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I just got my new Raspberry Pi3 (model B). I have installed it and now I don't want to use all the cables for mouse, keyboard, HDMI and so on, which is why I have decided to use Ethernet Cable and using Putty to communicate with it. But when I try to call it with Putty it says "No route to host".

  1. I use Linux on my laptop as well. When I plug in the cable it gives me a notification that I have established an ethernet connection.
  2. I have tried to set up a static IP address for the raspberry pi by changing the /etc/dhcpcd.conf file. I have added the following lines of code at the end:

    interface eth0 static ip_address=192.168.0.2 static domain_name_servers=192.168.0.1

  3. my ifconfig on the laptop looks like this:

    $ ifconfig
    enp2s0    Link encap:Ethernet  HWaddr 18:31:bf:1c:35:f2  
              inet addr:169.254.220.38  Bcast:169.254.255.255  Mask:255.255.0.0
              inet6 addr: fe80::88c6:d80a:1465:65a8/64 Scope:Link
              UP BROADCAST RUNNING MULTICAST  MTU:1500  Metric:1
              RX packets:16 errors:0 dropped:0 overruns:0 frame:0
              TX packets:297 errors:0 dropped:0 overruns:0 carrier:0
              collisions:0 txqueuelen:1000 
              RX bytes:2128 (2.1 KB)  TX bytes:54278 (54.2 KB)
    
    lo        Link encap:Local Loopback  
              inet addr:127.0.0.1  Mask:255.0.0.0
              inet6 addr: ::1/128 Scope:Host
              UP LOOPBACK RUNNING  MTU:65536  Metric:1
              RX packets:699515 errors:0 dropped:0 overruns:0 frame:0
              TX packets:699515 errors:0 dropped:0 overruns:0 carrier:0
              collisions:0 txqueuelen:1000 
              RX bytes:35255453 (35.2 MB)  TX bytes:35255453 (35.2 MB)
    
  4. the ifconfig on the Raspberry Pi:
    [screenshot[1]

Can someone notice what is my mistake?

  • If your local network is 192.168.0.1 wouldn't you want your Pi static IP to be of the same format, as in 192.168.0.x with x being a number which is outside the router's DHCP allocation range? – fred_dot_u Oct 29 '18 at 18:47
  • I have changed that, but still nothing happens. Now it is 192.168.0.2 – Tricker Macedonia Oct 29 '18 at 18:50
  • were you refering to static domain_name_servers=192.168.0.1? – Tricker Macedonia Oct 29 '18 at 18:51
  • I neglected to note that you are using Pi to PC connection, not Pi to router, disregard my question. Mark Swope has a better approach. – fred_dot_u Oct 29 '18 at 19:31
  • since your laptop IP is 169.254.220.38 .... change the RPi IP to something like 169.254.220.10 – jsotola Oct 30 '18 at 0:14
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As shown with ifconfig your laptop has a link-local ip address 169.254.220.38. This is good and there is nothing else to do. The RasPi does not have any ip address but it should also get an auto assigned link-local ip address from the range 169.254.0.0/16. A fresh flashed Raspbian Stretch image will do that out of the box. So you should revert all network settings you have done to its default and reboot. Then you should find an ip address on the interface eth0. If not then flash the image again. For example on my RasPi it looks like this:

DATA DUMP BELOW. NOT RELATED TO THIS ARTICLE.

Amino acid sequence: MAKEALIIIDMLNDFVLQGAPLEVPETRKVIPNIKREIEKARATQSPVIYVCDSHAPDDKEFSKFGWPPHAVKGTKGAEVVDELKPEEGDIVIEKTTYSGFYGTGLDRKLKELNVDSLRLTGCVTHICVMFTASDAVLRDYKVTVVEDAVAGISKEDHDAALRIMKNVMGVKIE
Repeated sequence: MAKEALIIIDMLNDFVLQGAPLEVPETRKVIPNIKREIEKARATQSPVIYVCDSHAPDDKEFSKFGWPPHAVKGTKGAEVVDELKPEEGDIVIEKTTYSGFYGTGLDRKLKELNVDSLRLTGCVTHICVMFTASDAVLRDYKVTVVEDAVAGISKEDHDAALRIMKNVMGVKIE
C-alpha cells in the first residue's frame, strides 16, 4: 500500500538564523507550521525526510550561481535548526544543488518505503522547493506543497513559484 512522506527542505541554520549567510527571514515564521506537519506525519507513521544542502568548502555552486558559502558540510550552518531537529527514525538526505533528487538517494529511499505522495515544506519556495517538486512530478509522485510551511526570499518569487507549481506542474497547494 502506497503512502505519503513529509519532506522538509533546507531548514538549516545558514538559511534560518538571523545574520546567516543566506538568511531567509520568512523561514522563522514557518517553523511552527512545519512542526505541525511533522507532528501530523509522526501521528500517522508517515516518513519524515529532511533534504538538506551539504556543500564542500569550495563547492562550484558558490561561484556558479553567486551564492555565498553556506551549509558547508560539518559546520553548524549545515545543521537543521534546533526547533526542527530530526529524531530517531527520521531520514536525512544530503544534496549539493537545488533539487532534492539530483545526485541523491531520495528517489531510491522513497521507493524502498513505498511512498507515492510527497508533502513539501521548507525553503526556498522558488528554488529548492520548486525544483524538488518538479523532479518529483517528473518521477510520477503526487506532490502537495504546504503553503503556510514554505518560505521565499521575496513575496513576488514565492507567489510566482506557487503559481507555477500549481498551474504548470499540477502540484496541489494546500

rpi ~$ ip addr
1: lo: <LOOPBACK,UP,LOWER_UP> mtu 65536 qdisc noqueue state UNKNOWN group default qlen 1000
    link/loopback 00:00:00:00:00:00 brd 00:00:00:00:00:00
    inet 127.0.0.1/8 scope host lo
       valid_lft forever preferred_lft forever
    inet6 ::1/128 scope host
       valid_lft forever preferred_lft forever
2: eth0: <BROADCAST,MULTICAST,UP,LOWER_UP> mtu 1500 qdisc pfifo_fast state UP group default qlen 1000
    link/ether b8:27:eb:53:bd:de brd ff:ff:ff:ff:ff:ff
    inet 169.254.89.120/16 brd 169.254.255.255 scope global eth0
       valid_lft forever preferred_lft forever
    inet6 fe80::2529:4c35:920a:6e30/64 scope link
       valid_lft forever preferred_lft forever
3: wlan0: <NO-CARRIER,BROADCAST,MULTICAST,UP> mtu 1500 qdisc pfifo_fast state DOWN group default qlen 1000
    link/ether b8:27:eb:06:e8:8b brd ff:ff:ff:ff:ff:ff

You should then be able to ping -c3 169.254.220.38 to your laptop and from the laptop to the ip address of the RasPi.

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Just a point of clarification - it sounds like you've connected the PI directly to your laptop. If so, you will not get a connection. You will need a switch or a cross-over cable to make it work. Second, it looks like your laptop is expecting a DHCP server to give it an address (it shows an address in the 169.x.x.x range). This is not in the same network as you intended for your PI (192.x.x.x). Third, it also looks like your PI is expecting a DHCP server since it shows the Ethernet port is up, but doesn't have an assigned address.

It might be much easier if you restore your /etc/dhcpcd.conf file and then try bringing up the interfaces by themselves. "ifconfig eth0 192.168.0.2 netmask 255.255.255.0 up" for the PI and "ifconfig eth0 192.168.0.3 netmask 255.255.255.0 up" for the laptop. Don't forget that you still need a switch or a cross-over cable for this to work!

  • 1
    a crossover cable is not required to connect the Pi to a laptop. it also works with a regular Ethernet cable, if the laptop is not too old. – oh.dae.su Oct 29 '18 at 21:58
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    Any computer made in the last 10 years will NOT need a crossover cable. – Milliways Oct 29 '18 at 22:57
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Your fundamental problem is that your laptop does not have an IP address - this is not a Pi problem.

  • inet addr:169.254.220.38 ? I thought this is my IP – Tricker Macedonia Oct 30 '18 at 9:29
  • It is not the laptop that has no ip address. The RasPi has no ip address. Is there something wrong with /etc/dhcpcd.conf? – Ingo Oct 30 '18 at 11:22

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